And oh, was I ready.

There are few things I enjoy more than planning and executing an elaborate meal with all sorts of unnecessary details. Did I really need to spend three hours shelling fresh walnuts when I could have bought a pack of walnut meat at the store? No. But that’s exactly why I’m going to spend three hours shelling fresh walnuts.

The Lay of the Land:
Kitchen: one hotplate with one wok and one metal pot; one microwave.
On loan: one one-foot square toaster oven; one additional hotplate and accompanying cooking vessels.

The Strategy:
Turkey: no turkey in China. Replacement: duh, duck legs! Duck recipe calls for shallots: no shallots in found. Replacement: leeks. Duck recipe calls for Earl Grey tea: imported Earl Grey tea too expensive. Replacement: Chinese red (black) tea.
Stuffing (technically dressing): two vegetarian diners, so must be vegetarian. Cannot recall ever eating stuffing, asked Gino, who recalled his grandmother’s stuffing, used as reference. French bread (available!), walnuts (see above), raisins, green apples (uncommon but available), butter (expensive but available), celery, onions, cinnamon and sugar for depth.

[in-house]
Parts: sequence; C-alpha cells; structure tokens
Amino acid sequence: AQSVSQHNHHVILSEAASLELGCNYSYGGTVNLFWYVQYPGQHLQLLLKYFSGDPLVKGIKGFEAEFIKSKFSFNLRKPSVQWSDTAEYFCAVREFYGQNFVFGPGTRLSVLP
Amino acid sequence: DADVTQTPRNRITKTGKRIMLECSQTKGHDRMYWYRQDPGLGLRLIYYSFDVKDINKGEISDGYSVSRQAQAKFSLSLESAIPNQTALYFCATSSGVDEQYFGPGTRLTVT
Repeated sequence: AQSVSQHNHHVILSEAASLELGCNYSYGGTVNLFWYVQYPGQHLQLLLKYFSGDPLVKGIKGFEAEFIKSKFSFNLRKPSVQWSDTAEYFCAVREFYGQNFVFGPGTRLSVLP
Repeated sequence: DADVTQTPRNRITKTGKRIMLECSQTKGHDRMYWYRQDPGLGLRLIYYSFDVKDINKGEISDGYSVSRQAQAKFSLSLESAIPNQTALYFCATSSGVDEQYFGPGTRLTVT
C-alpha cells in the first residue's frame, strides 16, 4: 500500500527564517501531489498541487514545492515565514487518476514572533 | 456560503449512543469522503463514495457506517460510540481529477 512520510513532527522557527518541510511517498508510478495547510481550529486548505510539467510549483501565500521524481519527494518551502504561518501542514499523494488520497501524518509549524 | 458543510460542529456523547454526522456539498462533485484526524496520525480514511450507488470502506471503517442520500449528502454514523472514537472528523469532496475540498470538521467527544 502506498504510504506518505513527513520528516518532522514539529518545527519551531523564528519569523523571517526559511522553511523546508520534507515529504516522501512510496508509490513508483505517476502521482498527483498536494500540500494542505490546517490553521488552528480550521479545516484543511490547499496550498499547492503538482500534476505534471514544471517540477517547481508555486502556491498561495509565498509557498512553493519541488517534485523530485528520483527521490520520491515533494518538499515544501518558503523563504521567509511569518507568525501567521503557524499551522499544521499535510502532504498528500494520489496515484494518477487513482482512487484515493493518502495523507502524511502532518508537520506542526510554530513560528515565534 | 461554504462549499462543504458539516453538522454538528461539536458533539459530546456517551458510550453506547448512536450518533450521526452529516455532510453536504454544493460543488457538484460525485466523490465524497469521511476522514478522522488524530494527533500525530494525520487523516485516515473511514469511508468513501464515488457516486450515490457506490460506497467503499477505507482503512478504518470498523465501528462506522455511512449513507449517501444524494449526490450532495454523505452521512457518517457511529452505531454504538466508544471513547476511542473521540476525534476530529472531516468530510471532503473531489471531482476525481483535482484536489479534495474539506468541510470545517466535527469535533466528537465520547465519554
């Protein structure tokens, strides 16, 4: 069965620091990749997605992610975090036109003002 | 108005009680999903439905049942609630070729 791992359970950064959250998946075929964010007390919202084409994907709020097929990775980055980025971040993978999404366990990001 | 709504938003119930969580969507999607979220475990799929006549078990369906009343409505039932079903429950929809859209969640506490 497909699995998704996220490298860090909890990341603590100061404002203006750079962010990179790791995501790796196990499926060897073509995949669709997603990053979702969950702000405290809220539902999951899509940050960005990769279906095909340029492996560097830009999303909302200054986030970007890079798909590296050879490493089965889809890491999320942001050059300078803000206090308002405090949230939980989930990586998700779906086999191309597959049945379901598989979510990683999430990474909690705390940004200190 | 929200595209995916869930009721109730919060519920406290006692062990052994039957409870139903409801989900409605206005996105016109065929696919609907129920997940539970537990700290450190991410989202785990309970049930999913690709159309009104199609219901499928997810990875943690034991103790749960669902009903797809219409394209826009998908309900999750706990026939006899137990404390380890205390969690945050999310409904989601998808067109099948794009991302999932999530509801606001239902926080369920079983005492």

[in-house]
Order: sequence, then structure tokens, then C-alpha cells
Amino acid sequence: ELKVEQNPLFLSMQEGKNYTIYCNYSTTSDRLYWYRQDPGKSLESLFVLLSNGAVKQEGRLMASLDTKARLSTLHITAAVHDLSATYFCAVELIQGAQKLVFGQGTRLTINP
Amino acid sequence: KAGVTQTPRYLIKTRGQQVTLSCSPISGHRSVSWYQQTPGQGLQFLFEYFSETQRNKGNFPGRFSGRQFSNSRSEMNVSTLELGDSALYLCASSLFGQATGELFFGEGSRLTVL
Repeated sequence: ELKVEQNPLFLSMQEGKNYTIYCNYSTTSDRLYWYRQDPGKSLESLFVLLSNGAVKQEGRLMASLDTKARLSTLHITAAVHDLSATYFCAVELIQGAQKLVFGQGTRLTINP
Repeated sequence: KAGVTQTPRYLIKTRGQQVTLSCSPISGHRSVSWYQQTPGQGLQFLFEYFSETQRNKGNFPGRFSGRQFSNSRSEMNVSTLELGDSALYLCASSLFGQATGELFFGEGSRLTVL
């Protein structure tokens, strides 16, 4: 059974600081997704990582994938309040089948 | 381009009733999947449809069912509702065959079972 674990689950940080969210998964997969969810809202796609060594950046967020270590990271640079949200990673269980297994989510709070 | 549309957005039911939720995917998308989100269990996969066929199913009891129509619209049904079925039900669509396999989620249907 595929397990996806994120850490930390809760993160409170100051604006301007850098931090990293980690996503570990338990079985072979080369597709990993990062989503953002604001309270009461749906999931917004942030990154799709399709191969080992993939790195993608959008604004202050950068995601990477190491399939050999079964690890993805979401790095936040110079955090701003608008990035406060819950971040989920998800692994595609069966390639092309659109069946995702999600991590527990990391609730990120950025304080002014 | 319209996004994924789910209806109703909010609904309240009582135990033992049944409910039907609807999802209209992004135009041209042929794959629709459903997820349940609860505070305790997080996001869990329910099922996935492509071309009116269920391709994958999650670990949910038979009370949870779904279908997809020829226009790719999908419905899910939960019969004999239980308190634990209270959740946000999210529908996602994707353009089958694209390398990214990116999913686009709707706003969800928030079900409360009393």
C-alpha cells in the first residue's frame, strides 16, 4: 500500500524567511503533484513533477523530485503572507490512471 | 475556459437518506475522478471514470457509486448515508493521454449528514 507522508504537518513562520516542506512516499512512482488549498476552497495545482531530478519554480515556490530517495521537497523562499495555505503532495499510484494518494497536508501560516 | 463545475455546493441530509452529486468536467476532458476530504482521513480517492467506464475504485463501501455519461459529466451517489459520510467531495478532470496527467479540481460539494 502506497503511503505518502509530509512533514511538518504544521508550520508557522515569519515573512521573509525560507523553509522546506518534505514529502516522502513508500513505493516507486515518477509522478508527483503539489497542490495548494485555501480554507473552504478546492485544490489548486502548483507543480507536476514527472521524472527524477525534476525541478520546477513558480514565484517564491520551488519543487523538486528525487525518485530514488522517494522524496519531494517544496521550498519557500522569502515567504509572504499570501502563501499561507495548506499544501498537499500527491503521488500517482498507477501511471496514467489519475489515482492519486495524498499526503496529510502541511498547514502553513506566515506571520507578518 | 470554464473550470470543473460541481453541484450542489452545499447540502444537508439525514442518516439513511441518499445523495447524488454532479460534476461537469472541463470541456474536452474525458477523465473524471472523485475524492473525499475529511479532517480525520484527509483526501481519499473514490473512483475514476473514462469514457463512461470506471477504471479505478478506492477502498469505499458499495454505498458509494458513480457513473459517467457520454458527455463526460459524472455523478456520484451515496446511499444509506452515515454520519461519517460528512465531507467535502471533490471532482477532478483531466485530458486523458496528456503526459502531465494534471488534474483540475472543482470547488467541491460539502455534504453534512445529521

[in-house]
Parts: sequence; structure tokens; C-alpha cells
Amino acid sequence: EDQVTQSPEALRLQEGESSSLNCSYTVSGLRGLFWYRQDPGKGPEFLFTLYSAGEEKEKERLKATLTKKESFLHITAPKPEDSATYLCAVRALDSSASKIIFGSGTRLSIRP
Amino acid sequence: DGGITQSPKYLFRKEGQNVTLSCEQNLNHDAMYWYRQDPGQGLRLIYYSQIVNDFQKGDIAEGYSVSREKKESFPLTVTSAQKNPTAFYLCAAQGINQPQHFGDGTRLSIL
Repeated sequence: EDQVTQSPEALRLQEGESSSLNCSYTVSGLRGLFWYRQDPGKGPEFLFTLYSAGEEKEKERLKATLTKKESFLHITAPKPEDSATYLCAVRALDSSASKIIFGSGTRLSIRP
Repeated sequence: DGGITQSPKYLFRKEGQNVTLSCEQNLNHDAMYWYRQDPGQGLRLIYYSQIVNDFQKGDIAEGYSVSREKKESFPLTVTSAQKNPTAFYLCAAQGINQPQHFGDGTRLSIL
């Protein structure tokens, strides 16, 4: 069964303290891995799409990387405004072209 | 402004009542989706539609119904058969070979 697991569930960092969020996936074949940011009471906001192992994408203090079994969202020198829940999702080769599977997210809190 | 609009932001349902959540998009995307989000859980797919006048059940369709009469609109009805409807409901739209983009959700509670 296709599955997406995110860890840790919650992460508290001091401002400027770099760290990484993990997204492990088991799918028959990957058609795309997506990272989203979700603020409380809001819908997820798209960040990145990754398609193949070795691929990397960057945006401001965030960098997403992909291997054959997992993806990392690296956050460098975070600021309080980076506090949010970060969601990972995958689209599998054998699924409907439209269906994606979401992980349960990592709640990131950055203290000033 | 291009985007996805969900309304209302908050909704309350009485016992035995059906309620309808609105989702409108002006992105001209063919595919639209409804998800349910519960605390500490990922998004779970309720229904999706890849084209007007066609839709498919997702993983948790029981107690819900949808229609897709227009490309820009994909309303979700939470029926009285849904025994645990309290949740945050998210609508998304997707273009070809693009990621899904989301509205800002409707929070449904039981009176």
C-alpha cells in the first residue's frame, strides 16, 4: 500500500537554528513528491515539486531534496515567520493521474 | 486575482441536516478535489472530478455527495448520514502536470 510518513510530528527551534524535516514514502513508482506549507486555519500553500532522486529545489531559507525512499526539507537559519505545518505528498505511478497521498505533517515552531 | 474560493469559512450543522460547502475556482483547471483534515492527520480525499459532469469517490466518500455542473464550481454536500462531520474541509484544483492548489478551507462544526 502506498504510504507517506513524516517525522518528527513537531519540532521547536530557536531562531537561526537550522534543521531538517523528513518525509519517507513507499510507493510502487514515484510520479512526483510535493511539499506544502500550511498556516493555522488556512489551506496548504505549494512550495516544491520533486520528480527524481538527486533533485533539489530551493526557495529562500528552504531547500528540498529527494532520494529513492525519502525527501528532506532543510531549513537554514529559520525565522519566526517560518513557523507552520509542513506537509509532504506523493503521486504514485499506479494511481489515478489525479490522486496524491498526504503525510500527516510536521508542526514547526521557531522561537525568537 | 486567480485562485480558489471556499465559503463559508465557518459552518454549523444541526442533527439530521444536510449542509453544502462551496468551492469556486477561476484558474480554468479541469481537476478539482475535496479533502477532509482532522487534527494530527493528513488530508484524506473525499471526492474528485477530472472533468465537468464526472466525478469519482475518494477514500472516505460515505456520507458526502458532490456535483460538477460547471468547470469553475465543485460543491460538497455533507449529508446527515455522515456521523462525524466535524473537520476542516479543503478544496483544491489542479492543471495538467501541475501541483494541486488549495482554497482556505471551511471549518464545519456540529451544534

Cranberry Sauce: no cranberries in China. Replacement: pomegranate.
Pumpkin Pie: requires graham cracker crust. No graham crackers in Huzhou. Replacement: Wheat digestive biscuits. At least all shall get their fiber. Requires oven. Pray the pie dish you bought is not too big for the toaster oven. Pie calls for nutmeg. None found. Add extra cinnamon (which must be grated, as ground cinnamon does not appear to exist in Huzhou).